Welcome to the Grid!

If you’ve been shown job search ads on your work computer after doing an employment hunt from your tablet at home, you probably know what ‘the Grid’ is. If you’ve received walk-in angiography messages on your mobile while passing a heart-specialty hospital, or foreign education loan messages on your daughter’s 18th birthday, you don’t need an introduction to the Grid. Wherever you go, you are constantly ‘in the Grid’ – tracked through your landline, mobile, traffic cameras, computer desktop, credit card, biometric devices at clubs and offices, store scanners, cookies, and what not. 


Electronic tracking and lack of privacy are an accepted fact of today’s times. Modern data marketers can build a dossier on us through the thousands of databases we are not even aware we are in. They can trace us even when we change IDs, names, cities. Because they now analyse the signs and behaviours that remain the same – the writing style, the computer, the surfing pattern, the products bought, the social circle, and more. These online shrinks know secrets about us that our spouses, lovers, and doctors do not. They can accurately diagnose us with mental illnesses; can tell if we like abstract art or Byzantine, hard rock or Karnataki. And then blast us with targeted promotions.


Unfortunately the story does not end here. If data marketers merely created a world that reflected our tastes and facilitated transactions, it might even have been a pleasant scenario. What’s scary, however, is that like sculptors moulding clay, they are constantly fashioning our realities – reshaping our worldview bit by bit. Human beings are superbly malleable, and admirably adaptable. In the words of the Internet journalist Quinn Norton, “people make the best toys of all.”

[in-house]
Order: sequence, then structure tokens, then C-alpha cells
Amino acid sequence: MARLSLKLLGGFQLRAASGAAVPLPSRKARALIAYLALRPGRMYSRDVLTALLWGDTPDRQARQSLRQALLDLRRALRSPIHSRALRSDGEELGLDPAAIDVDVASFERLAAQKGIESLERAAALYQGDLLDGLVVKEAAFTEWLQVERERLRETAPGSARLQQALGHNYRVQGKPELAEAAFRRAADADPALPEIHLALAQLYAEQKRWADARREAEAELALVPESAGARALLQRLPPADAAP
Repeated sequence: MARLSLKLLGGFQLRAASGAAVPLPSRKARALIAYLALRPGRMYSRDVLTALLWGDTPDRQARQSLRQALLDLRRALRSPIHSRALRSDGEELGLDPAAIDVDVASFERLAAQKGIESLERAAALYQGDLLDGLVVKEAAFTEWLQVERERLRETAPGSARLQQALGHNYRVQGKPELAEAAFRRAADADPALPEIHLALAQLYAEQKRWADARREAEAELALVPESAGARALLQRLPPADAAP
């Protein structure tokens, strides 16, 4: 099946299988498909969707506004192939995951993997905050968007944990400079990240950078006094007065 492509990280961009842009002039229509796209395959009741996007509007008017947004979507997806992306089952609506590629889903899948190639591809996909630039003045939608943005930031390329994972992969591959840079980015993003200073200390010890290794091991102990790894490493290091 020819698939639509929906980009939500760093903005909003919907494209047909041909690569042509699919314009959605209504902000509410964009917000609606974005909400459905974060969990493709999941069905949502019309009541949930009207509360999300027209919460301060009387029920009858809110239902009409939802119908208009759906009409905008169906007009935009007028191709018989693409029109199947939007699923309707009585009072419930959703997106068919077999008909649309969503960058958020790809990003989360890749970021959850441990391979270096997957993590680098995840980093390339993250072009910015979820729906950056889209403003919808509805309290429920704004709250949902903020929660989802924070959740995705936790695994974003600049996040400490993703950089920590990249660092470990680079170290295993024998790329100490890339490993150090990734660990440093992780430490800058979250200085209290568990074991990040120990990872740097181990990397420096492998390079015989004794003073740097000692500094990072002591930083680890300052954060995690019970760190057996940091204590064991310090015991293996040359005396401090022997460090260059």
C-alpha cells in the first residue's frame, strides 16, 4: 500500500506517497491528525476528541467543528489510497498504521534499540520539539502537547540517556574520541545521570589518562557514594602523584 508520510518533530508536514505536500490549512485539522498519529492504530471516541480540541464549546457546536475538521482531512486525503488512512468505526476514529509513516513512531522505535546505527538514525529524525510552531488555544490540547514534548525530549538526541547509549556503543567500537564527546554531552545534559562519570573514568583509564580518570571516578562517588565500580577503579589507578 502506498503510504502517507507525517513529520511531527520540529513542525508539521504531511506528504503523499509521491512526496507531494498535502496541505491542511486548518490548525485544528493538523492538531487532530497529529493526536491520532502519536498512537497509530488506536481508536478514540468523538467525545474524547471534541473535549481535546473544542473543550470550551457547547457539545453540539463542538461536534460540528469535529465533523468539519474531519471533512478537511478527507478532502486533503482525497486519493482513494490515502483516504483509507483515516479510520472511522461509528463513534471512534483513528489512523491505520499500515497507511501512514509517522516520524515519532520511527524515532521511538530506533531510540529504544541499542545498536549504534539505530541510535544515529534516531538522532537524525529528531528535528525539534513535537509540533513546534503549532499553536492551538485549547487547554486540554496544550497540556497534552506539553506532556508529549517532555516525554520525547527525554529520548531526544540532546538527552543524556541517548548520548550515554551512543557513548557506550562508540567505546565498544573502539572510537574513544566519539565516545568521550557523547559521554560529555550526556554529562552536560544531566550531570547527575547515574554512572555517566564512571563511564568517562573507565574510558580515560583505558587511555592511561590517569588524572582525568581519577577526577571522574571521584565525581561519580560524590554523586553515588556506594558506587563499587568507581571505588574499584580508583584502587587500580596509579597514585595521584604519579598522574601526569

By performing automated A/B tests of opinion analysis, marketers are learning how we think and react. Then by presenting us with content that nudges us to change just a little, repeatedly, over time they are tinkering with individual and public opinions. Opinions on organic foods, statins, racism, smoking, LGBTQ rights, retirement benefits, live-ins… anything can be changed to suit the needs of marketers. There is so much to grumble on this subject, I’ll reserve it for the next post.


In this one, I’ll pen some thoughts on why we get caught in the Grid, and if there is any salvage.


Why are we trapped?


Our captivity is the price we pay for 3 kinds of favours:


1. The price of gratis services


What do we pay for Google’s search engine functions that bring us results in milliseconds? Nothing. For its navigation services? Zilch. For websites that automatically remember our passwords? For bookstores that store our purchase history? For software that auto-sync our contacts with social media friends? For on-demand availability of cloud computing system resources? Not a dicky bird!


Information is cheaper than water or air. Isn’t that strange? When there is no price to a product, the user is the product. As a cyber expert has said, Apple sells to users, whereas Google sells users. Google’s annual revenue is about 160 billion USD. Number of users, about 2 billion. Simple math tells us that the company roughly makes 80 bucks per user. By giving free services, voluminous user data has been amassed over the years. And the tools? The search engine, auto-analysis of emails, correlation of friend circle through contact books, maps and location services, browsing pattern analysis through cookies, and several such applications generating data on its platforms.


The Grid is all around. For the corporations controlling us, the Net of legal agreements, global policies, tax evasion across boundaries, or sheer lobbying, make the system unbeatable.

2. The price of convenience